The soil of Pine Island and the rest of the Black Dirt Region makes the flavor of the onions grown there “brighter, sharper, cleaner,” according to local Farmer Cheryl Rogowski. In her estimation, this flavorful distinction is particularly present when it comes to making smoked onion jam, which she says will not taste the same if it is made with onions from a different region.
Kosuga, Rogowski, and many other local farmers are descendants of Polish and Russian immigrants. Their ancestors first settled in the region at a time when most people in that area were of Irish descent — many of whom had made it to the United States to escape the well-known potato famine that gripped Ireland in the middle of the 19th century.
Onions have Been Farmed for Thousands of Years
When Vincent Kosuga took up onion farming, he was following a practice that humans have been practicing for millennia. Onions have been farmed, eaten, and utilized for at least six thousand years. They have been found in archaeological sites that date back to ancient China, India, Iran, and other places around the world.
The vegetable was not only found in kitchens and mess halls: onion traces were discovered in the tomb of Pharaoh Ramesses IV of Egypt, who ruled around 1150 BC. Around two thousand years ago, a famous Roman military leader named Pliny the Elder wrote not only about the onion as a tasty food but also about its health benefits; he claimed it helped to deal with dysentery and mouth sores and even worked as a sleep aid.
Onions Were a Part of Kosuga’s Hometown Long Before He Came Along
Onions have been an essential part of Pine Island’s history and identity for at least the past two centuries. The area that Kosuga called home has soil that is high in sulfur, which is key to giving the onions grown there a particularly strong and desirable taste — especially when it comes to cooking them.
It’s no surprise, then, that the most famous dish in the restaurant that Kosuga originally founded, “The Jolly Onion,” is its sweet onion soup. The dark and organically rich soil is what gave Pine Island and its surroundings the name of Black Dirt Region. It could be said that Vincent Kosuga’s life would not have become so entangled with onions had he not been born there.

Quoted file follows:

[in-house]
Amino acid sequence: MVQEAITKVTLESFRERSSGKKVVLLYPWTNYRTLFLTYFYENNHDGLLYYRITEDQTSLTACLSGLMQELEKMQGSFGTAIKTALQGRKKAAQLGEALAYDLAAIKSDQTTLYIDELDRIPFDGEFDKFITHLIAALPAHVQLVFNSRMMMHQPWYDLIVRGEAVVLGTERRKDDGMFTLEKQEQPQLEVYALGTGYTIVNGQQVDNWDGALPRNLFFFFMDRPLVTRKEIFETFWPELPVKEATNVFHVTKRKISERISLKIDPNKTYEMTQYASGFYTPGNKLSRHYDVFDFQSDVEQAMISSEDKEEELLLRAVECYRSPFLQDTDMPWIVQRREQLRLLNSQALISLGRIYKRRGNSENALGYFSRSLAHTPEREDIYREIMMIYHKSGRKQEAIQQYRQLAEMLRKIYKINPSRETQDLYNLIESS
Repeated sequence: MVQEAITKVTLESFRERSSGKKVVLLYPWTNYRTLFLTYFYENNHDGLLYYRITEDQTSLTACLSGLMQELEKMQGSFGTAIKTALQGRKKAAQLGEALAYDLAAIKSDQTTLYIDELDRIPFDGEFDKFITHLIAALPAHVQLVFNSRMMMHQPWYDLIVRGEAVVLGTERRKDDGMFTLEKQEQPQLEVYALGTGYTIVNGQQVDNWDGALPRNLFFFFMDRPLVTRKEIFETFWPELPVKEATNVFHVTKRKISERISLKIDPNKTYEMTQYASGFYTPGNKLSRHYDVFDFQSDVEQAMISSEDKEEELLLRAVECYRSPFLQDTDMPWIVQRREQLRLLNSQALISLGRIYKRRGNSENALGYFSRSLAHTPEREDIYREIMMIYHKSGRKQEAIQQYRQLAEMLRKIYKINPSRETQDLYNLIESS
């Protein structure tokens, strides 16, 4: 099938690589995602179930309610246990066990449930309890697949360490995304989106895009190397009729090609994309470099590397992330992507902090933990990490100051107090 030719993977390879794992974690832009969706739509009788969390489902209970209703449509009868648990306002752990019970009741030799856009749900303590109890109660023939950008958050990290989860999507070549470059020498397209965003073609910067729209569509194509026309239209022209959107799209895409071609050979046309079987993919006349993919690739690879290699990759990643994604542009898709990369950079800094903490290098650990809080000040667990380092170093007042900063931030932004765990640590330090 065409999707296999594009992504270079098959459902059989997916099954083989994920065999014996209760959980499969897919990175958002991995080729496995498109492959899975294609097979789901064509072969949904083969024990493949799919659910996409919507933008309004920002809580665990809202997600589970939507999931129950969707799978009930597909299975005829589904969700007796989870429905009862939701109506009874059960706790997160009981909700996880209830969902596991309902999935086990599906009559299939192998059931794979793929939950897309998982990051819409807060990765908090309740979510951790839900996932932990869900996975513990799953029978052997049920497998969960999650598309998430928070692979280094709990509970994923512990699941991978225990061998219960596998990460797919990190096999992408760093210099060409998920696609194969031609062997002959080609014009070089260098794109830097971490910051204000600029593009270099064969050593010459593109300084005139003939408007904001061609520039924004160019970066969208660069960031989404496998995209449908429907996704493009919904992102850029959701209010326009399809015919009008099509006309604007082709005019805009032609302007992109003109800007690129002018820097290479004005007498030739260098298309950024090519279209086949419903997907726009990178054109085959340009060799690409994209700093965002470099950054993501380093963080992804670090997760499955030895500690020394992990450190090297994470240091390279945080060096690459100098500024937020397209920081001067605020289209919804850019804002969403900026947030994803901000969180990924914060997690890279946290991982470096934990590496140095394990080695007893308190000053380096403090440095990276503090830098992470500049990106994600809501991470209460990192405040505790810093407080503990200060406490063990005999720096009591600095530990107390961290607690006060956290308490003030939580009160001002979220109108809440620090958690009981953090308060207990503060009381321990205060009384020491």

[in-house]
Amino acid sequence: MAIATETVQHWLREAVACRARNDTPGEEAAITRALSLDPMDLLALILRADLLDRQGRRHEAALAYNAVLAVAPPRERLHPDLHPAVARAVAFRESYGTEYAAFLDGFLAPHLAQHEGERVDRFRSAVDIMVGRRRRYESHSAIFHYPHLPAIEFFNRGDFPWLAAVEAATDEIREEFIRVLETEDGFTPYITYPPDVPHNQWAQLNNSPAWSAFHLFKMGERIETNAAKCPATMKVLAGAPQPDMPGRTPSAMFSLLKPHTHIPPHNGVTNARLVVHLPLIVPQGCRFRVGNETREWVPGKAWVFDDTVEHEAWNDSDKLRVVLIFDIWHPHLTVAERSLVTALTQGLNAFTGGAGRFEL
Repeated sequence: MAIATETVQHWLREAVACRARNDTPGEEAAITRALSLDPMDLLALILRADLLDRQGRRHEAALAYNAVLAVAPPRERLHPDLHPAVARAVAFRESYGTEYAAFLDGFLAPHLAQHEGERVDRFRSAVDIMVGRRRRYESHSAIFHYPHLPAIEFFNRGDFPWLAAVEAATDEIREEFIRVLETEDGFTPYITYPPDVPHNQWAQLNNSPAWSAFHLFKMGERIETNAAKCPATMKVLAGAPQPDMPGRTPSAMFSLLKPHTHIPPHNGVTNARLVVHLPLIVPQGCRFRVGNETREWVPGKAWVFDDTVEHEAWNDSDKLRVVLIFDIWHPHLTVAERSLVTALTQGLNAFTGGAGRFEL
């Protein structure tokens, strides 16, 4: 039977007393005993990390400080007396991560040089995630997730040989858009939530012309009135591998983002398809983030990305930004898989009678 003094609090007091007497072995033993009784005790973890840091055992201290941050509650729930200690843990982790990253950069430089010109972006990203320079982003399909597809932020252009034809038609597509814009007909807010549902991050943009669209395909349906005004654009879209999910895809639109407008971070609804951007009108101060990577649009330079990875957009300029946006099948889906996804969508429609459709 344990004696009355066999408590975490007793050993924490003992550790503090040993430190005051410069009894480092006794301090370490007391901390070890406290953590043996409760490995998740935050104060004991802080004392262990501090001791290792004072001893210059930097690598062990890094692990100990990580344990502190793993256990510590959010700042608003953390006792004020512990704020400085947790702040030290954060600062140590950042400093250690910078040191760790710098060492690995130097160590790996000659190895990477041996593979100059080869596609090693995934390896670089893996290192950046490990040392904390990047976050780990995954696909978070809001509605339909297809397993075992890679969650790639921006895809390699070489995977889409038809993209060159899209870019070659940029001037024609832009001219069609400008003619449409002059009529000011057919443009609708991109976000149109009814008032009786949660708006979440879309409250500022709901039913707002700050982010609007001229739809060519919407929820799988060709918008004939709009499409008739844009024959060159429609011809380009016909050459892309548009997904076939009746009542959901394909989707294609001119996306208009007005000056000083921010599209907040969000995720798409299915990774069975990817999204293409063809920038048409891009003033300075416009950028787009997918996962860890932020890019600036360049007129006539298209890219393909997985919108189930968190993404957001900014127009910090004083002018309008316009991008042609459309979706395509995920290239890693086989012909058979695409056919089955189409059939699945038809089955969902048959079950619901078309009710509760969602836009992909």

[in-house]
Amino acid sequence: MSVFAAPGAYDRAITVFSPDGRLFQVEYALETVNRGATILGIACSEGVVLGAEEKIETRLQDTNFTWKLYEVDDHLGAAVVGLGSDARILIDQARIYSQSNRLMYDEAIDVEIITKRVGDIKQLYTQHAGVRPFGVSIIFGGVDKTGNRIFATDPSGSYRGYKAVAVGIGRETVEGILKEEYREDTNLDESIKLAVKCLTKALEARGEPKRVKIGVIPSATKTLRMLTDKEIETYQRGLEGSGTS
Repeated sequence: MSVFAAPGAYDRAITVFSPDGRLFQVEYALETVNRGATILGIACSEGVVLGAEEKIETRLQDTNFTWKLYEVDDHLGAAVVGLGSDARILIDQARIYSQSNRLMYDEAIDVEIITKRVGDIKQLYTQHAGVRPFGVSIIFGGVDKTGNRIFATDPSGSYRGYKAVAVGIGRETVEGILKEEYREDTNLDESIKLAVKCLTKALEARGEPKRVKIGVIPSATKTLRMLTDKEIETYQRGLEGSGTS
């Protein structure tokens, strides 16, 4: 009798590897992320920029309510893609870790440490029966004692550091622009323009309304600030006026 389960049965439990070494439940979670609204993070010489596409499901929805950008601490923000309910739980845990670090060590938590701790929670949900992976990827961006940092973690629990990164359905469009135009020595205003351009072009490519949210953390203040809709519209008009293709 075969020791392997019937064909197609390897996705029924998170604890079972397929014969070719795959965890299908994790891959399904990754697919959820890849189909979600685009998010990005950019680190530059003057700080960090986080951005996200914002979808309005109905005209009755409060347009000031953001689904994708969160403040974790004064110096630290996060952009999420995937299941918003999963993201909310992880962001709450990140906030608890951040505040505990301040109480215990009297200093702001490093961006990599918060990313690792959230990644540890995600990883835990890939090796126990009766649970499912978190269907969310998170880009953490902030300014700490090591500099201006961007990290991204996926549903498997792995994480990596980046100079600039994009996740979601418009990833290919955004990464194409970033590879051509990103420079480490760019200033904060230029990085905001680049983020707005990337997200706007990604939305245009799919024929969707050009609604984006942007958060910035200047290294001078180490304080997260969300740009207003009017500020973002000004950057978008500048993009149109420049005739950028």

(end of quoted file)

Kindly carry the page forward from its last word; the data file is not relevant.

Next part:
Kosuga Was Part of a Large Population With Russian and Polish Heritage
Kosuga always felt most at home in his hometown of Pine Island: it is where his family and friends lived, where he first learned how to farm and came to love onions, and it was a place that was conscious of and celebrated the Russian and Polish ancestry of many of its residents, Kosuga included. During his youth, there used to be local festivals and celebrations of each year’s harvest that were influenced by the Polish tradition called “Dożynki.”
Elaborate traditional costumes were worn, and people danced to polka music, all while big decorations made to resemble onions surrounded the events. For many, the highlight of these celebrations was the crowning of the Onion Princesses and Onion Queens, who would wear costumes and dance.
Kosuga Was a Businessman During a Booming American Economy
Kosuga was busy becoming an onion magnate in the mid-1950s, a time when America was experiencing an economic boom. Having come out victorious from the Second World War — and without having endured the physical destruction Europe had to recover from — the country began a period of intense industrialization and consumerism that, in many ways defined the identity and reputation of the United States.
Many commercial brands and iconic companies that still thrive today were founded around the time Kosuga and his business partner Siegel were scheming to become rich. Some examples include the popular dinner chain “Denny’s” and fast-food icon “McDonald’s” — founded in 1953 and 1955; the tax company “H&R Block,” which began in 1955; and the retail company “Williams Sonoma,” which opened its first store in 1956.